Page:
If my high school graduation was a whirlwind of deadlines and events and people and emotions, then my college graduation is the opposite. All the energy that built up as I finished that chapter of my life is being released as I close out this one, a calming of the waves rather than a rising of the tide. Continue reading →
“Oh, you’re not really from DC.” I was sitting at the dinner table at my Lisbon hostel, chatting with a group of my fellow travelers. She was another student, from California but in Copenhagen for the spring. “You just go to school there.”
She had a certain point—and to be honest, I mostly said I was from DC because it was easier than explaining to Europeans where Oregon was—but at the same time I was a little bothered by the assertion. The man to my right had introduced himself as Matt from Brooklyn, but he had only moved to New York about six months prior. I had been in DC for nearly four times that long, even considering the few weeks each year when I left to make the trek back west and the months I’d been in France. At what point did DC start being home? Continue reading →
I was considering writing a story about cat eggs this evening, but instead we’re going to go for a little change of pace. Here’s a selection of things from my browser history today. If nothing else, it makes me feel better about not reading as many books as I used to, because clearly I still do a lot of reading–it’s just all online now.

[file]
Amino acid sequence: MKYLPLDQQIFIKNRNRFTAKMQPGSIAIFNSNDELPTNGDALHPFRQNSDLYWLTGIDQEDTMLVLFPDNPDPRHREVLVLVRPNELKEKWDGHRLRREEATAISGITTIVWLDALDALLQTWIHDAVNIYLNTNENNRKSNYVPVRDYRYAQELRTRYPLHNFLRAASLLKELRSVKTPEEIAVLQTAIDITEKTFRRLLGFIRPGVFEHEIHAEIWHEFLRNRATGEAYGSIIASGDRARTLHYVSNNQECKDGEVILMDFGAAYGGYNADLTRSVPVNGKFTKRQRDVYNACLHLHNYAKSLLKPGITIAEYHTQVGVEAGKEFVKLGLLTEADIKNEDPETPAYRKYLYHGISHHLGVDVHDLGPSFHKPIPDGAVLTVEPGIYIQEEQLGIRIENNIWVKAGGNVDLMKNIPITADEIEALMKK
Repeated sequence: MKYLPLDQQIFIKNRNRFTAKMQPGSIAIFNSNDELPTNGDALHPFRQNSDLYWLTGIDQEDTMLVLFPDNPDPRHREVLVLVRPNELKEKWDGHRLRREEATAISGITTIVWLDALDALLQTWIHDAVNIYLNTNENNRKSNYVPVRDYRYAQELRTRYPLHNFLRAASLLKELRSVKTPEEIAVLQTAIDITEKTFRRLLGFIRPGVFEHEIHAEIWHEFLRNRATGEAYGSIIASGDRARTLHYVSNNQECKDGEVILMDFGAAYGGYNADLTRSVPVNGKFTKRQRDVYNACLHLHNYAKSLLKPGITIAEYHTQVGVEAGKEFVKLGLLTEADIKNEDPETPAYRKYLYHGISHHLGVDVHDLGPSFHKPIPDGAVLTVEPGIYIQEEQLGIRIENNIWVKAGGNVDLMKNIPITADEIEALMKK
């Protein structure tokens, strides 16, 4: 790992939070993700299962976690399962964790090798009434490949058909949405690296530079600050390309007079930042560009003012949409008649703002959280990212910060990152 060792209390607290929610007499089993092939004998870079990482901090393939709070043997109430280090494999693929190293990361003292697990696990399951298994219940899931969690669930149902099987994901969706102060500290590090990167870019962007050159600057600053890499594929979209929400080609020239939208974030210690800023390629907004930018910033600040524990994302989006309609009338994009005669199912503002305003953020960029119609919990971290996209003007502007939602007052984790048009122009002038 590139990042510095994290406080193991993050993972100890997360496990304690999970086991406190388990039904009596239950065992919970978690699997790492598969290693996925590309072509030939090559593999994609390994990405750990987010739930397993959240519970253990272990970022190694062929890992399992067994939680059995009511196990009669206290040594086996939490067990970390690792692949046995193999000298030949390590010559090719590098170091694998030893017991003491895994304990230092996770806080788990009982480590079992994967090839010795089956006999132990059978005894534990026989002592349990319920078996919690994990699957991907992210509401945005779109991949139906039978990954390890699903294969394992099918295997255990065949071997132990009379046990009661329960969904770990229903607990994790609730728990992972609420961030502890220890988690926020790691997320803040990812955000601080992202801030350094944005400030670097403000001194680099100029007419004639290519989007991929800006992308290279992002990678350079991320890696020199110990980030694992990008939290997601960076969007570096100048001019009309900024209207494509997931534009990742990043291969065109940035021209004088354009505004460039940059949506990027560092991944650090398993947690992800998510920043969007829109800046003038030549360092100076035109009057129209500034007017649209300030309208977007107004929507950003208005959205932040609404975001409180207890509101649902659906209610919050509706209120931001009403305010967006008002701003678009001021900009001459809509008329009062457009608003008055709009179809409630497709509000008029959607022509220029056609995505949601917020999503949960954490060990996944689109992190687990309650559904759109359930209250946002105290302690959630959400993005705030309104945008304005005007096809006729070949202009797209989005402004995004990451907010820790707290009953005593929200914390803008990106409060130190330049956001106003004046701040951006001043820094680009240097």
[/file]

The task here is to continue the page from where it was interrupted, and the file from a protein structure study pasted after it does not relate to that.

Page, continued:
This morning I learned that I am the sort of person who will read a 17-minute piece about typesetting and 1970s printing methods before even eating breakfast. This piece is fascinating, and I say that with all seriousness.
Even longer but also even better: “My Life In The Locker Room: A Female Sportswriter Remembers The Dicks.” (This one came post-breakfast but before I’d finished my tea.)
Long before I was allowed to eat fish with bones, could go all night without peeing in my bed, or understood Gilligan’s Island wasn’t real, I loved baseball. It’s the reason I’m a sportswriter, and I learned it from my dad. Back then, almost 30 years ago, passion for the national pastime was an heirloom fathers passed to their sons. But a little girl with blonde pin curls somehow slipped into the line of succession.